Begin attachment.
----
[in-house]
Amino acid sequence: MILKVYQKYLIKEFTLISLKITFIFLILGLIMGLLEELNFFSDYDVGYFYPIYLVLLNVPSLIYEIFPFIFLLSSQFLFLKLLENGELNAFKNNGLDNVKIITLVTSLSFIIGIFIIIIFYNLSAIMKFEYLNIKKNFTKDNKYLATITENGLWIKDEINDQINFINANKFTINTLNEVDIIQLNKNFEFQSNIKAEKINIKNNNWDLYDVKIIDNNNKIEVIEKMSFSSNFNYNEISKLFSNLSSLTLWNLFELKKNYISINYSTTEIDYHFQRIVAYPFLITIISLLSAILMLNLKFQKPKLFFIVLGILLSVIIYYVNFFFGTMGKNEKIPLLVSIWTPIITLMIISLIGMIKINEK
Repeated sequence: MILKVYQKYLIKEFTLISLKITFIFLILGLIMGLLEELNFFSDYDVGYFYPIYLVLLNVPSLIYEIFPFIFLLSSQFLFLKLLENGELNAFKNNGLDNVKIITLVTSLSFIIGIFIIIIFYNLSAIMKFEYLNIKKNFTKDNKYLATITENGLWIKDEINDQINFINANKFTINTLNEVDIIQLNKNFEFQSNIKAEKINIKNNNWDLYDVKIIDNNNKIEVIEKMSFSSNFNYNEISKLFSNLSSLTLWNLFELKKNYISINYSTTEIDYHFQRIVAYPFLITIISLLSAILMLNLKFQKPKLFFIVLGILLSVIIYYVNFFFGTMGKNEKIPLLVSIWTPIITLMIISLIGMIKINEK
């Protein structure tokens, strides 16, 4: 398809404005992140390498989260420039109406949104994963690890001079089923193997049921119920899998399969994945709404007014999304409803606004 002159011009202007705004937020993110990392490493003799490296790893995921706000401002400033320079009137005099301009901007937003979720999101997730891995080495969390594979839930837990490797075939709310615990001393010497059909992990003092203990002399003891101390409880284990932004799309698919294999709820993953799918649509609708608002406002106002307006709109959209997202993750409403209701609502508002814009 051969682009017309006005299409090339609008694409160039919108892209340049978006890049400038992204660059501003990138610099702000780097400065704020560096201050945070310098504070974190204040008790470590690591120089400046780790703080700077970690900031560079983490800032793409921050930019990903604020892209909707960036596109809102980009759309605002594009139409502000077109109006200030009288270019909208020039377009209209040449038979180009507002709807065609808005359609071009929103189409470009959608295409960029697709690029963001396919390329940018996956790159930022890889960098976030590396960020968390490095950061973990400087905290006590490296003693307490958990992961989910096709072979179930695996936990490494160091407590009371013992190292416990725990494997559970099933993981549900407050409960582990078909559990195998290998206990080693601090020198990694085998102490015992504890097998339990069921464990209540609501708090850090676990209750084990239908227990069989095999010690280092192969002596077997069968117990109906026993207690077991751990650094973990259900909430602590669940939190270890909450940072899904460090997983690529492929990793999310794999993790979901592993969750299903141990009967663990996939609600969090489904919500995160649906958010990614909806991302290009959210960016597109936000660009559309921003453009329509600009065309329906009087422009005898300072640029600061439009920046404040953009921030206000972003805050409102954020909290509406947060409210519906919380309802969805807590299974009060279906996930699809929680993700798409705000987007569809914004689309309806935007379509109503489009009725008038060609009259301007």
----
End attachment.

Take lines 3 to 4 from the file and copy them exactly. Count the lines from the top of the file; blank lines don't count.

Repeated sequence: MILKVYQKYLIKEFTLISLKITFIFLILGLIMGLLEELNFFSDYDVGYFYPIYLVLLNVPSLIYEIFPFIFLLSSQFLFLKLLENGELNAFKNNGLDNVKIITLVTSLSFIIGIFIIIIFYNLSAIMKFEYLNIKKNFTKDNKYLATITENGLWIKDEINDQINFINANKFTINTLNEVDIIQLNKNFEFQSNIKAEKINIKNNNWDLYDVKIIDNNNKIEVIEKMSFSSNFNYNEISKLFSNLSSLTLWNLFELKKNYISINYSTTEIDYHFQRIVAYPFLITIISLLSAILMLNLKFQKPKLFFIVLGILLSVIIYYVNFFFGTMGKNEKIPLLVSIWTPIITLMIISLIGMIKINEK
């Protein structure tokens, strides 16, 4: 398809404005992140390498989260420039109406949104994963690890001079089923193997049921119920899998399969994945709404007014999304409803606004 002159011009202007705004937020993110990392490493003799490296790893995921706000401002400033320079009137005099301009901007937003979720999101997730891995080495969390594979839930837990490797075939709310615990001393010497059909992990003092203990002399003891101390409880284990932004799309698919294999709820993953799918649509609708608002406002106002307006709109959209997202993750409403209701609502508002814009 051969682009017309006005299409090339609008694409160039919108892209340049978006890049400038992204660059501003990138610099702000780097400065704020560096201050945070310098504070974190204040008790470590690591120089400046780790703080700077970690900031560079983490800032793409921050930019990903604020892209909707960036596109809102980009759309605002594009139409502000077109109006200030009288270019909208020039377009209209040449038979180009507002709807065609808005359609071009929103189409470009959608295409960029697709690029963001396919390329940018996956790159930022890889960098976030590396960020968390490095950061973990400087905290006590490296003693307490958990992961989910096709072979179930695996936990490494160091407590009371013992190292416990725990494997559970099933993981549900407050409960582990078909559990195998290998206990080693601090020198990694085998102490015992504890097998339990069921464990209540609501708090850090676990209750084990239908227990069989095999010690280092192969002596077997069968117990109906026993207690077991751990650094973990259900909430602590669940939190270890909450940072899904460090997983690529492929990793999310794999993790979901592993969750299903141990009967663990996939609600969090489904919500995160649906958010990614909806991302290009959210960016597109936000660009559309921003453009329509600009065309329906009087422009005898300072640029600061439009920046404040953009921030206000972003805050409102954020909290509406947060409210519906919380309802969805807590299974009060279906996930699809929680993700798409705000987007569809914004689309309806935007379509109503489009009725008038060609009259301007």